THE CYBER-SAFETY ZONE: Tip #1 – Don’t make it easy for the bad guys, Use a Strong Password

 

Have a question for our cyber-security expert Joseph Koval? Email: editor@rocklandcountytimes.com and we’ll pass the question along.

BY JOSEPH KOVAL

Whether it’s your home PC log on, on line banking web site or the wireless access point you just purchased, it is imperative that you utilize a strong password. It has been widely publicized that weak passwords, such as ‘password’ or ‘abc123’ have been the simple means of hacks and data breaches.

The average person typically creates a password that is easy for them to remember. This means people are using “easy to guess” or “default” passwords. A default user name and password are what is set on a device when it is manufactured. An example would be a wireless access point you purchase on line or a computer store.

The internet is full of sites that catalog almost every manufacturers default user name and password. Just search Google with “vendor default username and password” and you will be presented with a host of sites that detail a manufacturer’s default log on. If you do not change the password on your new device, you are welcoming a breach into your network.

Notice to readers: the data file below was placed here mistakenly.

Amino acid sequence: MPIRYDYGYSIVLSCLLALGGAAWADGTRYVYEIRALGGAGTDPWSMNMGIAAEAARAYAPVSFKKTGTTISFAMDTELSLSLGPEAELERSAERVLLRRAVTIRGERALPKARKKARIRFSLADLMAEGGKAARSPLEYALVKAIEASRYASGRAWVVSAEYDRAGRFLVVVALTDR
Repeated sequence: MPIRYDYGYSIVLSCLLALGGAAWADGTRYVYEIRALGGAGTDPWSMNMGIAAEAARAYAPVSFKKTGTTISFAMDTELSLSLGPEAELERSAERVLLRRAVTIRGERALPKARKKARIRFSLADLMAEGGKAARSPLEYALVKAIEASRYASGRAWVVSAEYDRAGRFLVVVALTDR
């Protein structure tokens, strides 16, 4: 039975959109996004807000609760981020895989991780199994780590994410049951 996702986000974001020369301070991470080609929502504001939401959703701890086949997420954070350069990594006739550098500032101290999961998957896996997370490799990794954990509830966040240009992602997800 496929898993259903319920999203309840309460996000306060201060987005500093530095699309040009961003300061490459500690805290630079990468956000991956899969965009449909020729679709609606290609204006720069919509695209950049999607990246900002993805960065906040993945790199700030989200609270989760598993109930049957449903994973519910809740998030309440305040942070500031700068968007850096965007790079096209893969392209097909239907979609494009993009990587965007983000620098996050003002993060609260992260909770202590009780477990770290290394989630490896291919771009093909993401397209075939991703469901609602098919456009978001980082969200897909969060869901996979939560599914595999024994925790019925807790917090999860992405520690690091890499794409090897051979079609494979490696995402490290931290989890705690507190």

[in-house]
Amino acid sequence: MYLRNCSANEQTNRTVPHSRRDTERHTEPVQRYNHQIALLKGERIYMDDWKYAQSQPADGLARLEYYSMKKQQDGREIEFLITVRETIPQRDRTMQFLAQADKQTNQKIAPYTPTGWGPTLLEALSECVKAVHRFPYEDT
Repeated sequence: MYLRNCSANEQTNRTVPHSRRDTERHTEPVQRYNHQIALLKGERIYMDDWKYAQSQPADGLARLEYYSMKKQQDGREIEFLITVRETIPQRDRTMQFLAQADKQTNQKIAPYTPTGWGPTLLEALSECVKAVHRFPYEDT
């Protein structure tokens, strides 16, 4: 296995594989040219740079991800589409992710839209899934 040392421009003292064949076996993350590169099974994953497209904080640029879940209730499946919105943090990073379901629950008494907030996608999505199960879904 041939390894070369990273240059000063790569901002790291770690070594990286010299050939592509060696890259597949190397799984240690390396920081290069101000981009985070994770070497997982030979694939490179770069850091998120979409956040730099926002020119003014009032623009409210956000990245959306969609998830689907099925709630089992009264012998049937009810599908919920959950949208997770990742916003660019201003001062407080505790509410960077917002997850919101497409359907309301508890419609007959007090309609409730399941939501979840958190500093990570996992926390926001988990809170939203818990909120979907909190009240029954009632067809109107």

Another pitfall in password creation is the use of dictionary words. In the world of hacking there is a term called “dictionary attack.” This basically means that an attacker attempts to use every word in a dictionary to guess your password. With the processing speed of an average laptop or PC an automated method like this takes seconds.

Most of us post a bounty of information to social media about ourselves, family, pets, favorite sports teams, etc. Social media is a perfect place to gather information about a person. How many of you use a pets name or a child’s name as or part of your password. Don’t make it easy for the bad guy!

So, how does one come up with a password that is easy enough to remember, so you don’t have to write it down, but cryptic enough so it’s not easy to guess?

One suggestion is to use a pass phrase. An example of a pass phrase could be: Ilovearainyday. It’s easy to remember and a little harder to guess. Let’s make it even more difficult to guess by substituting capital letters, numbers, special characters and even a homophone “eye instead of I”: eyeL0veaR@inyDay.. Notice the special characters.

Most secure banking web sites and the like are mandating a standard to passwords – minimum length, upper and lower case letters, a number and a special character. They also force you to change your passwords on a regular basis.

Joseph Koval is the owner and President of Syber3 – Syber Security Solutions located in Rockland County. He has over 27 years of Cyber Security experience and project management. Check out his web site: www.syber3.com and Syber3 Facebook page where he posts current cyber related alerts and educational articles to help keep you safe on line.